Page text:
The first is a great read linking race and black nationalism as a historical phenomena to the rise of hip hop and rap music. From Black Power to Hip Hop asks students to take on a more critical position regarding the music they listen to and the forces regarding economics that have shaped the modern paradigm called America. This review stated:

Despite legislation designed to eliminate unfair racial practices, the United States continues to struggle with a race problem. Some thinkers label this a “new” racism and call for new political responses to it. Using the experiences of African-American women and men as a touchstone for analysis, Patricia Hill Collins examines new forms of racism as well as political responses to it.

In this incisive and stimulating book, renowned social theorist Patricia Hill Collins investigates how nationalism has operated and re-emerged in the wake of contemporary globalization and offers an interpretation of how black nationalism works today in the wake of changing black youth identity. Hers is the first study to analyze the interplay of racism, nationalism, and feminism in the context of twenty-first century black America.

From Black Power to Hip Hop covers a wide range of topics including the significance of race and ethnicity to the American national identity; how ideas about motherhood affect population policies; African-American use of black nationalism ideologies as anti-racist practice; and the relationship between black nationalism, feminism, and women in the hip-hop generation.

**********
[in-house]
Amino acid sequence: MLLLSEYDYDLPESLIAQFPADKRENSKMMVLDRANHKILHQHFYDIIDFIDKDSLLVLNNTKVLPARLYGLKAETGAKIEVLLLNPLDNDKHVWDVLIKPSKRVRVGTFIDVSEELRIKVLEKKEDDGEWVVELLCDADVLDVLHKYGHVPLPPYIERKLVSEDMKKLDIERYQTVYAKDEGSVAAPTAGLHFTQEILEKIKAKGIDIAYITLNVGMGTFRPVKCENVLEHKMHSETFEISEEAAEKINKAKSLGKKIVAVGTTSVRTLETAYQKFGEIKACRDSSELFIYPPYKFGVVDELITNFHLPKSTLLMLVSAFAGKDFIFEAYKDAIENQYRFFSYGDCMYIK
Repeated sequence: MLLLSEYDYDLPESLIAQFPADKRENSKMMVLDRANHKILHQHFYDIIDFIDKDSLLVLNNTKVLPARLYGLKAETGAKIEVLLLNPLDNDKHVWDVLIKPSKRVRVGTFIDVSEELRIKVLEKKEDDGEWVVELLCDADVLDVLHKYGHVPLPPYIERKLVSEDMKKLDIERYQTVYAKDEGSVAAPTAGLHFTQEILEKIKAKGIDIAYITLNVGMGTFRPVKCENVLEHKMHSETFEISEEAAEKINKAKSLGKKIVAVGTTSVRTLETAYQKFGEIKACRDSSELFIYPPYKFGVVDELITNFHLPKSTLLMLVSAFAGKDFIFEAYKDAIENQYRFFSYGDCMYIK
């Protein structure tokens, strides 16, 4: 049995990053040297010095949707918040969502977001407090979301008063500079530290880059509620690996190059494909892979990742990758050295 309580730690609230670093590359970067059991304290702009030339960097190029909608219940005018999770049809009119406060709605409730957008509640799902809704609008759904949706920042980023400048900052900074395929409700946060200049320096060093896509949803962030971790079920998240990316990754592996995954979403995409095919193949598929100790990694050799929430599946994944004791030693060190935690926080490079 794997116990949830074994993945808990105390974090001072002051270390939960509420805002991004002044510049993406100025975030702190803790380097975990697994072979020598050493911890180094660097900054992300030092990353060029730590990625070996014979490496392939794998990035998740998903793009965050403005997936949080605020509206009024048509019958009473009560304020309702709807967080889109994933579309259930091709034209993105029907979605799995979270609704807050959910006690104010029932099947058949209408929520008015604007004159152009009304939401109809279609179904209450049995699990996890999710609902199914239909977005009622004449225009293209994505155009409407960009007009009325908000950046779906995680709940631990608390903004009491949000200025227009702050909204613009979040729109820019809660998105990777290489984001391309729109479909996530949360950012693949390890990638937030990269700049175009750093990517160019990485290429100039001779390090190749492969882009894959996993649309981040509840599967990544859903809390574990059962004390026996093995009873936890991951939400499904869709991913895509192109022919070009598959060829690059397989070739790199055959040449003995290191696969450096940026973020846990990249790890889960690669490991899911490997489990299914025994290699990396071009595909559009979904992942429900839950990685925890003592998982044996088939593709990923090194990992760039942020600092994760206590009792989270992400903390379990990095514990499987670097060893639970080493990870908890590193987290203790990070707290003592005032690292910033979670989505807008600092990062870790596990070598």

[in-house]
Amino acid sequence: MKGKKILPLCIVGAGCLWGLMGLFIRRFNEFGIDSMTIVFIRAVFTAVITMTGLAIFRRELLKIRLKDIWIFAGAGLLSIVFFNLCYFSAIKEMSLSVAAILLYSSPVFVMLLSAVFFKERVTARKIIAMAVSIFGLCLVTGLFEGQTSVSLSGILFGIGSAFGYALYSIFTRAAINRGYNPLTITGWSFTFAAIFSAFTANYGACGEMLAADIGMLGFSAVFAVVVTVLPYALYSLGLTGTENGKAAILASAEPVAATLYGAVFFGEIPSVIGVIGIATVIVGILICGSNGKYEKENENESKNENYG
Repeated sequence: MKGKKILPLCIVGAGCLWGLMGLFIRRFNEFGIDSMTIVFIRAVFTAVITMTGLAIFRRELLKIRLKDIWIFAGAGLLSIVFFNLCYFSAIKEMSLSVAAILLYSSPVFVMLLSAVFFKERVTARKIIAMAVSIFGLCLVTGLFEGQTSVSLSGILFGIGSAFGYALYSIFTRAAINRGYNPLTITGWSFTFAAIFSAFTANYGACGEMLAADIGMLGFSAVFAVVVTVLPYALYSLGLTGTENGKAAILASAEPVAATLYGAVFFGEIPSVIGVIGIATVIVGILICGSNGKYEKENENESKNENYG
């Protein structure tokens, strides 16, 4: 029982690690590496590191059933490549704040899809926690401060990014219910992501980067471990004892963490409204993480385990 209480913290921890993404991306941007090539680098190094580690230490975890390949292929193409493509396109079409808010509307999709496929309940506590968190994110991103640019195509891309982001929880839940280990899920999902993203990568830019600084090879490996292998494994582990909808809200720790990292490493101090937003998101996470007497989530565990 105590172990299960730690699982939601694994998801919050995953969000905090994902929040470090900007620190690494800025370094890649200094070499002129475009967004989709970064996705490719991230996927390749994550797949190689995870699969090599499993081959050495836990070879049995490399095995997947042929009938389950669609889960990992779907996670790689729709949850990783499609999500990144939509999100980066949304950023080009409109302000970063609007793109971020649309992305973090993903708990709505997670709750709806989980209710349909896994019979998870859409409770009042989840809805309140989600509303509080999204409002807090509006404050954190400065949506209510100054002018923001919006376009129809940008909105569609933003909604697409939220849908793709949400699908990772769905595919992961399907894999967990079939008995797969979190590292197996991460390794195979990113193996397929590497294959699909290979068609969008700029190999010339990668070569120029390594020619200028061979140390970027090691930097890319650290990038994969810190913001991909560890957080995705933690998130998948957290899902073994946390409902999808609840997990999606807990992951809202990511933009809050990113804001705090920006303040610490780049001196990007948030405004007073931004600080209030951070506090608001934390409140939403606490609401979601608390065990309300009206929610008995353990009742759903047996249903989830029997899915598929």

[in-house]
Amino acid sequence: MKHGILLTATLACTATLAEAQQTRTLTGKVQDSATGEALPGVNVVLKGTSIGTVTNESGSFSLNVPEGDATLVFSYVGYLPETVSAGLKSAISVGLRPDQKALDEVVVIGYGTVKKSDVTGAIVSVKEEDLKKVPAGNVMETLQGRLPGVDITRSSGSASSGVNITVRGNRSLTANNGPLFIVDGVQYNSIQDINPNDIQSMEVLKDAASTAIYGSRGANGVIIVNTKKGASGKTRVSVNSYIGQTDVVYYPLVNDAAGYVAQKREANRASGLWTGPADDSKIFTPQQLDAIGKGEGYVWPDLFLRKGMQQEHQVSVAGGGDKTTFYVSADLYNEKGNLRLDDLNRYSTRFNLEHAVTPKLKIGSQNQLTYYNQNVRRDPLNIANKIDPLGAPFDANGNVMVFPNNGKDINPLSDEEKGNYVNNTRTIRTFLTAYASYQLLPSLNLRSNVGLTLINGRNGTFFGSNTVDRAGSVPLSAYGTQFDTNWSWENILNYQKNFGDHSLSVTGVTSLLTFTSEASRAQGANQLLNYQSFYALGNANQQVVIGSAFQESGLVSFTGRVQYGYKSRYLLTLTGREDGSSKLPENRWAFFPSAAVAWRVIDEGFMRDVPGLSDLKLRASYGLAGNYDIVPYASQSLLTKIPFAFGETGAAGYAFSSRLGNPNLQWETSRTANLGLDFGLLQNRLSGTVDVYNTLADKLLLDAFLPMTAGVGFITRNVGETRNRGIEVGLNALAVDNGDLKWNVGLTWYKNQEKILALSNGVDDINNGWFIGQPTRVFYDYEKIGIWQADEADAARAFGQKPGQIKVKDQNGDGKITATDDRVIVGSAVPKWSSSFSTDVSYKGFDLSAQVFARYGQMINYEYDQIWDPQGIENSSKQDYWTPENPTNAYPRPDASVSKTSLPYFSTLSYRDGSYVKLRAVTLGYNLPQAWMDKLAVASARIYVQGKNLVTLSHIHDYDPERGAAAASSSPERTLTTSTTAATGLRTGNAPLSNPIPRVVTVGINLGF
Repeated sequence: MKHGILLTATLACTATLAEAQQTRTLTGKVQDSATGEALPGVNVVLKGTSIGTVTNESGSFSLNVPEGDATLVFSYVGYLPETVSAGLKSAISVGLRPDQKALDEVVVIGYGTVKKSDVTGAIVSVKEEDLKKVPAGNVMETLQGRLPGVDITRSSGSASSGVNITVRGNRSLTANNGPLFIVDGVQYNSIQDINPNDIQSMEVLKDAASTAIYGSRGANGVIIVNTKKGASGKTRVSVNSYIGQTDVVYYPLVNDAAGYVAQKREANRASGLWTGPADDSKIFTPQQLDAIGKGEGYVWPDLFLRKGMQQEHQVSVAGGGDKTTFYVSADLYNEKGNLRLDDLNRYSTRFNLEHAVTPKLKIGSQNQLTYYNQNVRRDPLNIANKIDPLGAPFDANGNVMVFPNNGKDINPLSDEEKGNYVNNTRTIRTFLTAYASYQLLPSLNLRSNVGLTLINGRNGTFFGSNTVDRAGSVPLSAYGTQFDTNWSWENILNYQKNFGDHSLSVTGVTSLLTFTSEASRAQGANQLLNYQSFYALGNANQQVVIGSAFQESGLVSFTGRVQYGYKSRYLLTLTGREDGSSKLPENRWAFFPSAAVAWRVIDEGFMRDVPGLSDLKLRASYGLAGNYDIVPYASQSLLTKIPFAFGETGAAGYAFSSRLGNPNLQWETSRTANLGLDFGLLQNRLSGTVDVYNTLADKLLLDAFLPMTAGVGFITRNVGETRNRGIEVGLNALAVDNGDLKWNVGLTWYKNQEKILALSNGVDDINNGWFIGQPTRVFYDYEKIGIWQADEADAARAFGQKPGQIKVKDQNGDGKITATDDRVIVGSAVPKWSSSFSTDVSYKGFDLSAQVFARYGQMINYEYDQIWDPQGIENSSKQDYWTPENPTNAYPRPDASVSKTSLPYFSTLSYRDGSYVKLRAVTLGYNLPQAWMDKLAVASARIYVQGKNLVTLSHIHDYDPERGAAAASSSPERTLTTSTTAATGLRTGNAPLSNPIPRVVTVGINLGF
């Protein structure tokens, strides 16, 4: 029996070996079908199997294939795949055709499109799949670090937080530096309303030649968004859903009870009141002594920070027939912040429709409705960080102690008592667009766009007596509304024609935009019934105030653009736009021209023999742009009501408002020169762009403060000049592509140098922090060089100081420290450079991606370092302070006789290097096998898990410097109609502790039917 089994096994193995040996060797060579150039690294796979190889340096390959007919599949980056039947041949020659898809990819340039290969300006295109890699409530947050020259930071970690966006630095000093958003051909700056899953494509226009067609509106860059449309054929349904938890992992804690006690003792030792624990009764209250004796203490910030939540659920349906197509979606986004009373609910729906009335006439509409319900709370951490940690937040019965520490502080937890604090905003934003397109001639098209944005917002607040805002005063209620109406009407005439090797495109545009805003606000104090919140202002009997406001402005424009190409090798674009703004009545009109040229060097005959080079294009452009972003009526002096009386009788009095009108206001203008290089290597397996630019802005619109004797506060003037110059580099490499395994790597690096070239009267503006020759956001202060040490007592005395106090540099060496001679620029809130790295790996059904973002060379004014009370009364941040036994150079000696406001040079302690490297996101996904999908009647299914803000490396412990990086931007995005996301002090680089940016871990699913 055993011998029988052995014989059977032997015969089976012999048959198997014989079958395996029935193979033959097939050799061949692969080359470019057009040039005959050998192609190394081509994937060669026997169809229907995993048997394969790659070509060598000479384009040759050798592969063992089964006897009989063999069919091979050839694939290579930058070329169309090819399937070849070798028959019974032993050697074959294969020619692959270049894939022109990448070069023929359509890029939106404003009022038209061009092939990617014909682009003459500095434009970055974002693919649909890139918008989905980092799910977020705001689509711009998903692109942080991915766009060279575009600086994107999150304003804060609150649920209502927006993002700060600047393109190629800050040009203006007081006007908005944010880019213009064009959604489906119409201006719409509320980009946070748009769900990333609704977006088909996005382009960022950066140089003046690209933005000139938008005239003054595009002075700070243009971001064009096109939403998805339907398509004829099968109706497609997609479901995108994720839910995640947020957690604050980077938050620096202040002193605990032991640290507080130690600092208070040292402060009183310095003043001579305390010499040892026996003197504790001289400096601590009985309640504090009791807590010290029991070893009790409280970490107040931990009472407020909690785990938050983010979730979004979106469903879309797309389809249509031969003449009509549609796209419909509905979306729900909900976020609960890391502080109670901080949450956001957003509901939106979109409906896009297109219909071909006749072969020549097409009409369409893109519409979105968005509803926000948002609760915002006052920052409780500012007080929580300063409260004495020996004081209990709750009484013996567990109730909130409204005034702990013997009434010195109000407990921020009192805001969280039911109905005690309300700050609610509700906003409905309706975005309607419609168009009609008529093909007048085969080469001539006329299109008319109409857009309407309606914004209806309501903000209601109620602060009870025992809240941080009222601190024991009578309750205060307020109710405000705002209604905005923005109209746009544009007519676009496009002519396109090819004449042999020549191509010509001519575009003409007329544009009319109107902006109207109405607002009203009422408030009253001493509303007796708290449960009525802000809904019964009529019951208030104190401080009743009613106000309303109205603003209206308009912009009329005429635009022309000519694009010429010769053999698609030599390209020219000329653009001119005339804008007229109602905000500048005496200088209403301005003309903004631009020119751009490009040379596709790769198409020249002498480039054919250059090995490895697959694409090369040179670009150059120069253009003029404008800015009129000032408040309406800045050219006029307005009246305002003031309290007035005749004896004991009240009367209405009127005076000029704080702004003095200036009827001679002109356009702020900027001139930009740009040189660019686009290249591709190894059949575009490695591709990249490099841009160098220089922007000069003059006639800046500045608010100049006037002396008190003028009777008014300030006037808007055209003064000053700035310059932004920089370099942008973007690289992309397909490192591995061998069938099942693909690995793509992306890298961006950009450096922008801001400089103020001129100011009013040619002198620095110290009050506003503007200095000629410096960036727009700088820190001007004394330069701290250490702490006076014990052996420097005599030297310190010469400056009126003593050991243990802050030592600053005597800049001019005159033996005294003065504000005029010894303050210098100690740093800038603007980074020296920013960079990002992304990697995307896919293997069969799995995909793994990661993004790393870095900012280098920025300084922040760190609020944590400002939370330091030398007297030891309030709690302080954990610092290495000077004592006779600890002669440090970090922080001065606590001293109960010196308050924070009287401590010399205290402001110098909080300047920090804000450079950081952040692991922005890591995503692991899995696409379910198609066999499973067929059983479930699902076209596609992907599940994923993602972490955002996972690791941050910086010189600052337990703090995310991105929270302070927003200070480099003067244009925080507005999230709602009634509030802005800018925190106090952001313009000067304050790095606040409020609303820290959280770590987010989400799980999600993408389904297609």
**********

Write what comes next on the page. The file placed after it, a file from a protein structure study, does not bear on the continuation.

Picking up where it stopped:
The second work above looks at the Simpson’s and how the popular TV show has had a huge impact on contemporary history. I think the most interesting thing about this work is that it allows both historians and students to assess the functionality of culture, especially when it comes to defining the traditional family and knowledge. As one reviewer of this work noted:

In exploring the thought of key philosophers including Aristotle, Marx, Camus, Sartre, Heidegger, and Kant through episode plots and the characters’ antics, the contributors tackle issues like irony and the meaning of life, American anti-intellectualism, and existential rebellion. The volume also includes an episode guide and a chronology of philosophers which lists the names and dates of the major thinkers in the history of philosophy, accompanied by a representative quote from each.

And the last work above is one I most recently read: American Jesus: How the Son of God became an American Icon. This work will push students into thinking about how different groups see and define Jesus. Moreover, it will ask students to look at how Jesus has become exploited by various groups with different agendas. A review of this work stated:

Jesus appears to be alive and well in America. Many people seek to discover the “historical” Jesus who gave rise to the Christian religion, but at least as interesting is the “cultural” Jesus which has given rise to all sorts of modern religious movements, political developments, and cultural progress. Jesus is an important figure in the Christianity of every nation, but he appears to be far more significant in America. Why?

Gay Adoption and Arkansas

During the month of November 2008, the people of Arkansas voted for the passage of Arkansas Law Act 1, which prohibits any unmarried individuals or couples from adopting children. In part, many contend that this law passed as an attempt to keep homosexuals from adopting children. Critics of this law state that it is a political ploy at the expense of Arkansas children waiting to be adopted. This law also includes foster children. Any individuals  living in cohabitation outside of a valid marriage are not permitted by law to adopt or serve as foster parents. The argument is that children function best in a “traditional” family environment between a man and a woman. Academics do not dispute this; however, they do contend there is a violation of the 9th amendment. Moreover, some sociologists have stated that the evidence of a “family” unit between a man and a women is not supported. Thus, this matter becomes one of  religious faith and belief — making it a 1st amendment issue, too.